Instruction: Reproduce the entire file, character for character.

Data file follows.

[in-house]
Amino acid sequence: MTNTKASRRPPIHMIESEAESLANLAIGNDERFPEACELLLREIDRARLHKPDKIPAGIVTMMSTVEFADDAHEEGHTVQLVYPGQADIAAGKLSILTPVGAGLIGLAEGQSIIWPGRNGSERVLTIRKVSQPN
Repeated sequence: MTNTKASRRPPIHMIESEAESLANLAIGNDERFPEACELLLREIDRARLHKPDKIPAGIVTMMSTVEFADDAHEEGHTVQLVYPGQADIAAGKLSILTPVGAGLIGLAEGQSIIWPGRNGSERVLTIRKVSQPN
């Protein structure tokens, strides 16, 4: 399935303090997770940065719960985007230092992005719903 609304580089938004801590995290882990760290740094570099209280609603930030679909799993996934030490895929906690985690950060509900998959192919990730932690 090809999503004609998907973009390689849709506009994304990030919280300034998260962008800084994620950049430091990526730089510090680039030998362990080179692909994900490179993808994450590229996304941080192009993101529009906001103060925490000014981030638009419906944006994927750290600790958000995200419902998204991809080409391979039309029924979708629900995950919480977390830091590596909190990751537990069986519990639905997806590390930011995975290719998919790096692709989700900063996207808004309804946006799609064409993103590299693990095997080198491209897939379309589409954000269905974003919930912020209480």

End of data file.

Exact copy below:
[in-house]
Amino acid sequence: MTNTKASRRPPIHMIESEAESLANLAIGNDERFPEACELLLREIDRARLHKPDKIPAGIVTMMSTVEFADDAHEEGHTVQLVYPGQADIAAGKLSILTPVGAGLIGLAEGQSIIWPGRNGSERVLTIRKVSQPN
Repeated sequence: MTNTKASRRPPIHMIESEAESLANLAIGNDERFPEACELLLREIDRARLHKPDKIPAGIVTMMSTVEFADDAHEEGHTVQLVYPGQADIAAGKLSILTPVGAGLIGLAEGQSIIWPGRNGSERVLTIRKVSQPN
């Protein structure tokens, strides 16, 4: 399935303090997770940065719960985007230092992005719903 609304580089938004801590995290882990760290740094570099209280609603930030679909799993996934030490895929906690985690950060509900998959192919990730932690 090809999503004609998907973009390689849709506009994304990030919280300034998260962008800084994620950049430091990526730089510090680039030998362990080179692909994900490179993808994450590229996304941080192009993101529009906001103060925490000014981030638009419906944006994927750290600790958000995200419902998204991809080409391979039309029924979708629900995950919480977390830091590596909190990751537990069986519990639905997806590390930011995975290719998919790096692709989700900063996207808004309804946006799609064409993103590299693990095997080198491209897939379309589409954000269905974003919930912020209480």